Children's Books from Europe & America
BAUM, L. FRANK. 1856-1919.
Father Goose: His Book. Chicago: Geo. M. Hill Co., .
4to. Color illustrations by W.W. Denslow. Original pictorial boards. Front hinge cracked, front free endpaper with lower corner torn, evidence of photo previously affixed to front pastedown, boards rubbed around extremities, corners bumped, head and tail of spine chipped and with small tape repair.
Provenance: Charles M. Wilkins (presentation inscription); gift to his daughter, Edna Browning Wilkins (Denslow-designed bookplate).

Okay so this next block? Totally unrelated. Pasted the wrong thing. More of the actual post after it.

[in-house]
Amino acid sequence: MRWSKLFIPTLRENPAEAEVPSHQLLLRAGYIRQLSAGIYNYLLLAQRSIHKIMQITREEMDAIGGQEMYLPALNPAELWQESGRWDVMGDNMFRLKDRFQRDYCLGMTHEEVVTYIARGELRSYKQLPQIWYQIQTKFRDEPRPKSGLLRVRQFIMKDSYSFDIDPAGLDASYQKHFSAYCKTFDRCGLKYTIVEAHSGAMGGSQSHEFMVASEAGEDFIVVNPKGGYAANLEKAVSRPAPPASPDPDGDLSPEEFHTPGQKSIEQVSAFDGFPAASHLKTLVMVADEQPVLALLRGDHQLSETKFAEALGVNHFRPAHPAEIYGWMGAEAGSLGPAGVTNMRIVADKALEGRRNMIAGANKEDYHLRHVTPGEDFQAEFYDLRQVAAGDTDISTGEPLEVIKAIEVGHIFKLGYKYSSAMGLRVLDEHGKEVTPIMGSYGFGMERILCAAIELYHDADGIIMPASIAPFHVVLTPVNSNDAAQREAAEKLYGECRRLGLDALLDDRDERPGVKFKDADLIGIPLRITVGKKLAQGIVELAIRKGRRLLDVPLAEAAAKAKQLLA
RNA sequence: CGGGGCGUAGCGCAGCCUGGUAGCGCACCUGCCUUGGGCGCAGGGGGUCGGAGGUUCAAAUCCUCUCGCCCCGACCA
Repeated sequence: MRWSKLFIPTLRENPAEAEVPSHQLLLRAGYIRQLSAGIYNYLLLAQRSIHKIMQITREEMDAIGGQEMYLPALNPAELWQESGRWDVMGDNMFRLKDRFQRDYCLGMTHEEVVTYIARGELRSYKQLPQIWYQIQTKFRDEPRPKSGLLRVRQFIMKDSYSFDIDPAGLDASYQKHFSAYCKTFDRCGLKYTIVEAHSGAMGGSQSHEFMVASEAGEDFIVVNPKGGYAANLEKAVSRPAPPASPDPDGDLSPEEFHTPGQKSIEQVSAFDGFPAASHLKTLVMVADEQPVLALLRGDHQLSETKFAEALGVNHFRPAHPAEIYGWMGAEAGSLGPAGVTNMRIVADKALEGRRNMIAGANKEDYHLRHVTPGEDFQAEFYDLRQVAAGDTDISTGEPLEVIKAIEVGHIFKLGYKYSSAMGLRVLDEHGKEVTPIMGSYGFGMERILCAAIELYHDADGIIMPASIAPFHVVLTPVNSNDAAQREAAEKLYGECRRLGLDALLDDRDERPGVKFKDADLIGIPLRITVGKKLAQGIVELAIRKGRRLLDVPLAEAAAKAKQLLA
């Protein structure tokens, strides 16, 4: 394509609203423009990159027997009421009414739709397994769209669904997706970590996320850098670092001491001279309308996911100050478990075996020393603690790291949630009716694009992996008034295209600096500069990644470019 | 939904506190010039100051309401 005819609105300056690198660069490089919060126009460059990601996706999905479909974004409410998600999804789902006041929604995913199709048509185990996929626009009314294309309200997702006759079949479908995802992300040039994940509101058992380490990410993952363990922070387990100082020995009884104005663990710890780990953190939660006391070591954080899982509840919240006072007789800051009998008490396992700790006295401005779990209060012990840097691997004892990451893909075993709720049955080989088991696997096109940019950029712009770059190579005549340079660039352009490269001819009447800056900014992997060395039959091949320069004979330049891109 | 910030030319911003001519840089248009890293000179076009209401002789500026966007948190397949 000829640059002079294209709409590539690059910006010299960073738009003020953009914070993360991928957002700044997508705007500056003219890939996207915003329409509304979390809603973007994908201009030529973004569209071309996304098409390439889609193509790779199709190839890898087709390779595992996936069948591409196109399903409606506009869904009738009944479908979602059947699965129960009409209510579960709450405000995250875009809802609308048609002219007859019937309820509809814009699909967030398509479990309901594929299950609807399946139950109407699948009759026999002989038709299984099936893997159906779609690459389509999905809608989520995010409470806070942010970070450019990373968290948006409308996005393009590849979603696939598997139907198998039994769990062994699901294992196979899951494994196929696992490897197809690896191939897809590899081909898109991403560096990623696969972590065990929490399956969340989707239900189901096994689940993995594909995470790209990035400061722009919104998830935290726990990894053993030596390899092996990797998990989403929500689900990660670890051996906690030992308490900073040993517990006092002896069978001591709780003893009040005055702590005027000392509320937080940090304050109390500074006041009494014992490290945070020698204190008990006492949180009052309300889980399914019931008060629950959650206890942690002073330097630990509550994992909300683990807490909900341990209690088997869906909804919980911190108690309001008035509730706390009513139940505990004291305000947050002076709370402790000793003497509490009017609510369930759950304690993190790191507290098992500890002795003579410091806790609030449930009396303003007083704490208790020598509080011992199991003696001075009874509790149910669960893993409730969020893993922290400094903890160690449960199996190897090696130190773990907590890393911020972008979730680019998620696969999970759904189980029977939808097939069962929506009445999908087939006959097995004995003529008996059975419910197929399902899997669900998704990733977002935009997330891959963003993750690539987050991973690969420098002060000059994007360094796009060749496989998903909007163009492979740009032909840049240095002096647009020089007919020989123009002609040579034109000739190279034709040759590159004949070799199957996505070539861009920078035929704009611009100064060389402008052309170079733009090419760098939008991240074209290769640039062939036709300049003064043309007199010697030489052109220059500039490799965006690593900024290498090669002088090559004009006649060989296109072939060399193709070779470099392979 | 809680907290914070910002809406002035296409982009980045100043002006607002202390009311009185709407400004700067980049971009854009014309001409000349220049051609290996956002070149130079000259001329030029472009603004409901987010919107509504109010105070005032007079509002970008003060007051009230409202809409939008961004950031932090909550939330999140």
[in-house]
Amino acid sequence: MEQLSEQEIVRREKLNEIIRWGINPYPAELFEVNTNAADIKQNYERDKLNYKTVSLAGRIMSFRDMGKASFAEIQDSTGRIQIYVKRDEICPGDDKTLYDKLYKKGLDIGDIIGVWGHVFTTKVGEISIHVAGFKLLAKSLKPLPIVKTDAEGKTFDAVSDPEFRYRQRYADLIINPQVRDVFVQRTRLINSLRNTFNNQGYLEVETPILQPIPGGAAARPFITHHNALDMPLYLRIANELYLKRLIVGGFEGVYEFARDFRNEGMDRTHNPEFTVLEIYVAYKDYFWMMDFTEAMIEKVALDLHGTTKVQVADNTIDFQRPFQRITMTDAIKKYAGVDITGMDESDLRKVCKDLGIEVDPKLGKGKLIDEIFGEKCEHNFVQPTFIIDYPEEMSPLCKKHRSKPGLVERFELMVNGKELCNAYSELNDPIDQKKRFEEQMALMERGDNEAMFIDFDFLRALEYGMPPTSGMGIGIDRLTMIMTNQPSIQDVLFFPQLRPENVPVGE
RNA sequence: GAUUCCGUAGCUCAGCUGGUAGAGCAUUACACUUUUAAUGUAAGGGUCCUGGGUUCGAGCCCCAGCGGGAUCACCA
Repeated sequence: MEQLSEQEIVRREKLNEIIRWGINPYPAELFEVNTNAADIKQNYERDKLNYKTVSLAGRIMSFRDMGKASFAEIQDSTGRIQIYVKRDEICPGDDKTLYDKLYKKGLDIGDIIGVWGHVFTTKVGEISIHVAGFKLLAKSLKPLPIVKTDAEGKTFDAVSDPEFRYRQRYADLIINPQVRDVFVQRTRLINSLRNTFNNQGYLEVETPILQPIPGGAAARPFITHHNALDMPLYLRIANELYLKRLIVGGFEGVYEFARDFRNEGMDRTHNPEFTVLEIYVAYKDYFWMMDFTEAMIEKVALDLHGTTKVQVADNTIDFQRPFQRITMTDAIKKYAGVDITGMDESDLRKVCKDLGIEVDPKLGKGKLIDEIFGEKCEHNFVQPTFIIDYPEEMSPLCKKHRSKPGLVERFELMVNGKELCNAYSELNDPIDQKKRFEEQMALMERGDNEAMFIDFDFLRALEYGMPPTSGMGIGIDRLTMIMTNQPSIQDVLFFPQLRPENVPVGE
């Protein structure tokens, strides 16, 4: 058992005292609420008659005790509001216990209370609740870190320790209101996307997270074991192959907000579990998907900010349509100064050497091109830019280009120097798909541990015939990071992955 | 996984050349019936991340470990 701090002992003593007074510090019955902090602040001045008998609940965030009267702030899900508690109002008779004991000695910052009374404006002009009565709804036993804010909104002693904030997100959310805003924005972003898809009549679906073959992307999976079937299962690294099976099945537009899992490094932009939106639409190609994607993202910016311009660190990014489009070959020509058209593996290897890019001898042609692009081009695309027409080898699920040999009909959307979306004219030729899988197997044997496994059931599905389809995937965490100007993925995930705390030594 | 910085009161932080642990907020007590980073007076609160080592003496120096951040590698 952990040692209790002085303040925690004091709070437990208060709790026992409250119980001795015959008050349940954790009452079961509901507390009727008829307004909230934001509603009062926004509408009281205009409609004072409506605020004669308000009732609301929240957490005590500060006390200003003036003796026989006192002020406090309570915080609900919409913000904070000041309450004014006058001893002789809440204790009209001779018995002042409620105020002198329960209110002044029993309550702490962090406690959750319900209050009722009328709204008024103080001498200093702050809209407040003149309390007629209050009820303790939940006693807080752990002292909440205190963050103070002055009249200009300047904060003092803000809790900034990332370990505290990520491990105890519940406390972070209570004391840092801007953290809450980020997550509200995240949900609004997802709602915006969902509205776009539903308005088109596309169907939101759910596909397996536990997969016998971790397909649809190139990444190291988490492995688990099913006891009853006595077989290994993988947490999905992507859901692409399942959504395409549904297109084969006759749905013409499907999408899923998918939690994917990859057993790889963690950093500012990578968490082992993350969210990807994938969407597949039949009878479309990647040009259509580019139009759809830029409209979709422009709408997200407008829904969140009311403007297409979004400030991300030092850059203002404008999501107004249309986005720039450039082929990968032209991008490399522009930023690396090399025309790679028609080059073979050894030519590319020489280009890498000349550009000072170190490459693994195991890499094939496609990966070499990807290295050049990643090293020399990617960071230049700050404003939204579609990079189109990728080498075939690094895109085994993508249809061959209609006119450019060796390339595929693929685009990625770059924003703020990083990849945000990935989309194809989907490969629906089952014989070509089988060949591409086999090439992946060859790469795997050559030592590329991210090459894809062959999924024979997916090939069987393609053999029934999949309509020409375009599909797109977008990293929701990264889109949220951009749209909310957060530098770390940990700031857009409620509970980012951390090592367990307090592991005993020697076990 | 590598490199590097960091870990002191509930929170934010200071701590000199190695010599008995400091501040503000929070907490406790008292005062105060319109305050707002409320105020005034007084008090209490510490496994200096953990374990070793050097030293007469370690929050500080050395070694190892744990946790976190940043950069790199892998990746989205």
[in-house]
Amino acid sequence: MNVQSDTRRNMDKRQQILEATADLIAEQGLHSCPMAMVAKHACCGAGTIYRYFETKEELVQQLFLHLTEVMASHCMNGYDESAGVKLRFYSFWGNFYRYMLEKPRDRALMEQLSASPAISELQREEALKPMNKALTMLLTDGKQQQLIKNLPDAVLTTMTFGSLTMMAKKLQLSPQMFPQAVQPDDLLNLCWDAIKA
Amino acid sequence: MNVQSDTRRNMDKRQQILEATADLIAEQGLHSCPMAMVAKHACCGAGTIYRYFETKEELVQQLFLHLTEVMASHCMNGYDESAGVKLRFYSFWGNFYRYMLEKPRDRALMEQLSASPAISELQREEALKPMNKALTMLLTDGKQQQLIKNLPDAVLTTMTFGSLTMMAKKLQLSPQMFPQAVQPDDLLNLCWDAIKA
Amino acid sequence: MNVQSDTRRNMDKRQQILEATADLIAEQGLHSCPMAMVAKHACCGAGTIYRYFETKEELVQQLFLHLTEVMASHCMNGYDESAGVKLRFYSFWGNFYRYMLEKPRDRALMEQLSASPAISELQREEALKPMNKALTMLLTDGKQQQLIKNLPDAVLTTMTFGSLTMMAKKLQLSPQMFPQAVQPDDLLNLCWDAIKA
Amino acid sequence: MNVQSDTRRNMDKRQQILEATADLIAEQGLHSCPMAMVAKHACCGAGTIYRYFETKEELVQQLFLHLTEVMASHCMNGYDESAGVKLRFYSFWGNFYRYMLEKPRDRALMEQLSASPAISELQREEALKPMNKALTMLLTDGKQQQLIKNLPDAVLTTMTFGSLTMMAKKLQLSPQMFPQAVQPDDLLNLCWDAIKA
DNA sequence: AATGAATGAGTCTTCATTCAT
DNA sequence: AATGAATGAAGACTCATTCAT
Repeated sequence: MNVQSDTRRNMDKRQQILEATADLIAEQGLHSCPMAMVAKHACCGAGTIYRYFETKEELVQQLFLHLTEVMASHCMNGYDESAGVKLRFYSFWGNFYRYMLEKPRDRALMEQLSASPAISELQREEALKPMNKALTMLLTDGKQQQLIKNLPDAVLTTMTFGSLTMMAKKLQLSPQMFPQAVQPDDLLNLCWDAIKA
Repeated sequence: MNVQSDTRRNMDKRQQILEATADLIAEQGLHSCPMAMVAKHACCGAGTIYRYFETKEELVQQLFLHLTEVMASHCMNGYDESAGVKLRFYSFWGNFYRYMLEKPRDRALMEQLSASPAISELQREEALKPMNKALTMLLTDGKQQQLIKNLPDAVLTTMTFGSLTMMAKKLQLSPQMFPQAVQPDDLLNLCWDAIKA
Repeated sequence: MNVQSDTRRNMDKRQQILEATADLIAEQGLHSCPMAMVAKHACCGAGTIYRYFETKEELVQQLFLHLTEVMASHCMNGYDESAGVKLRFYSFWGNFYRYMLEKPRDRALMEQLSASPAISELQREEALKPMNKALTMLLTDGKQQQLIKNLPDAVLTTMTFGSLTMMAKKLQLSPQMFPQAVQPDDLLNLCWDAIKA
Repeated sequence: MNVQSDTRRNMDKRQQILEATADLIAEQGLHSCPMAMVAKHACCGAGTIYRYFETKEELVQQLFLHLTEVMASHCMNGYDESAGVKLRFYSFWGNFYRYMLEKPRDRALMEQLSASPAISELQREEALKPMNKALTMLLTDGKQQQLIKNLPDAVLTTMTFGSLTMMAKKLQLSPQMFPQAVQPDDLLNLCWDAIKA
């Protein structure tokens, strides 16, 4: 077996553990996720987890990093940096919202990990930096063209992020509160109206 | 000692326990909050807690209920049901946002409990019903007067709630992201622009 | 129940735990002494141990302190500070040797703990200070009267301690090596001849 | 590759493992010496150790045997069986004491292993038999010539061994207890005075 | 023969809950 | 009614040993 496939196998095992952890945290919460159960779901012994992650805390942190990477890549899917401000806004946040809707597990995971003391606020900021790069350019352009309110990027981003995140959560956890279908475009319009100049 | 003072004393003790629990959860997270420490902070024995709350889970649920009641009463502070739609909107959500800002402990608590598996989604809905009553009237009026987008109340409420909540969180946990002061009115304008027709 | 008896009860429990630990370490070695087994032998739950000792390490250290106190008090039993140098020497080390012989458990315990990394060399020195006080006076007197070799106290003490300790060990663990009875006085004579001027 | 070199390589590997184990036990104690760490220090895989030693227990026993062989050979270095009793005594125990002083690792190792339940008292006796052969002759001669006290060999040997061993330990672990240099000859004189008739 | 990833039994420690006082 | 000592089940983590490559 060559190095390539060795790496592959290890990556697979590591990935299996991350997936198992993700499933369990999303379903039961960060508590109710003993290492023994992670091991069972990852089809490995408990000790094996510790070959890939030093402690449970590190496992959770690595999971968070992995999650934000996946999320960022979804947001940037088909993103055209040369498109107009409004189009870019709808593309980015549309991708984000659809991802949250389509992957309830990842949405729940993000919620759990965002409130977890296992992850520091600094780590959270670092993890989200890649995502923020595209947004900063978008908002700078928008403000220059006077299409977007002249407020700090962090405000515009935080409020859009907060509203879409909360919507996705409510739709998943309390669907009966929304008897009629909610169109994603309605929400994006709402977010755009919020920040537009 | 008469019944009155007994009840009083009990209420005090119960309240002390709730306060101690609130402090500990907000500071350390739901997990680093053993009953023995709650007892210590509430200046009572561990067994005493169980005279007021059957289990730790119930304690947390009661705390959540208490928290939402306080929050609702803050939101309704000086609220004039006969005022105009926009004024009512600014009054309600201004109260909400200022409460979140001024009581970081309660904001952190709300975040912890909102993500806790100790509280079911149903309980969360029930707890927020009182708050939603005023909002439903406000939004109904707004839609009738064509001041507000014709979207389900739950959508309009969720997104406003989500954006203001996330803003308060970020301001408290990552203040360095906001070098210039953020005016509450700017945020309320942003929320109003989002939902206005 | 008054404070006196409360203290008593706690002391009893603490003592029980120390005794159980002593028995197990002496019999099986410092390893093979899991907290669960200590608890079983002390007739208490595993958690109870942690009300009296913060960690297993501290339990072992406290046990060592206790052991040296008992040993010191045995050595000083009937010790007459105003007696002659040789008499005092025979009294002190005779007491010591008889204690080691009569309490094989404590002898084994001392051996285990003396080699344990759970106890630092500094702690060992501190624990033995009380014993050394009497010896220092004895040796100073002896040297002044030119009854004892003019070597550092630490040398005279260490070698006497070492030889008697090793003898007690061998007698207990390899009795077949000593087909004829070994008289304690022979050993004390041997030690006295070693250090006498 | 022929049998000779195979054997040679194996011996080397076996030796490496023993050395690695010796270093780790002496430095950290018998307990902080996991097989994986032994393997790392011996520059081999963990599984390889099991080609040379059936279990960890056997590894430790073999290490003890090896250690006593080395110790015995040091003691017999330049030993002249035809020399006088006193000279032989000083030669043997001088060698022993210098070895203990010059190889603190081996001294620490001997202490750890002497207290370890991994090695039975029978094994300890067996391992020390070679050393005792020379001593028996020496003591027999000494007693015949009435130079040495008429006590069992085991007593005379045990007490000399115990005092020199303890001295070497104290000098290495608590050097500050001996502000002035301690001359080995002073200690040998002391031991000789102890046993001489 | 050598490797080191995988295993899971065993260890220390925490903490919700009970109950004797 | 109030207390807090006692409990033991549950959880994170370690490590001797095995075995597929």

FIRST EDITION, FIRST PRINTING, PRESENTATION COPY, SIGNED & INSCRIBED ON THE FRONT FREE ENDPAPER BY DENSLOW AND WITH AN ORIGINAL DRAWING of a little girl in a dress and fancy hat (apparently Edna Browning Wilkins). Laid in a fine autographed silver print photograph of Denslow at work at his drawing table, a copy of the above title (in jacket) visible beside him, signed with his seahorse monogram in bright red paint. The inscription in full: "To my friend Chas M. Wilkins with a happy thought to Miss Edna Browning who likes 'The big policeman' / from W.W. Denslow". Denslow also noted in ink on the copyright page: "one of the first edition of 5700 copies." Avid book collector Charles M. Wilkins was president of the National Electrical Trades Association in Chicago and president of the Wenonah Library Association in Wenonah, Ill. He commissioned his friend Denslow to draw not only his personal bookplate but ones for his wife Julia Rose and his daughter Edna Browning. The little girl evidently was delighted with her design's "big policeman." It was perhaps the most famous of all of Denslow's bookplates, being reproduced in The Inland Printer (June 1900, p 389) and Wilbur Macy Stone's Some Children's Book-Plates (1901). "This design is bubbling over with 'Den's' usual humor," noted Stone. "On the dead wall in the rear is posted 'Lost, strayed, or [stolen],' and at the foot of the design is 'Please take me home'; a quiet hit at book-borrowers. This plate quite fulfills the requisites of an ideal child's plate, which is praise enough." Denslow added an especially touching inscription with sketch to father and daughter in this copy of the best-selling American children's book of 1899.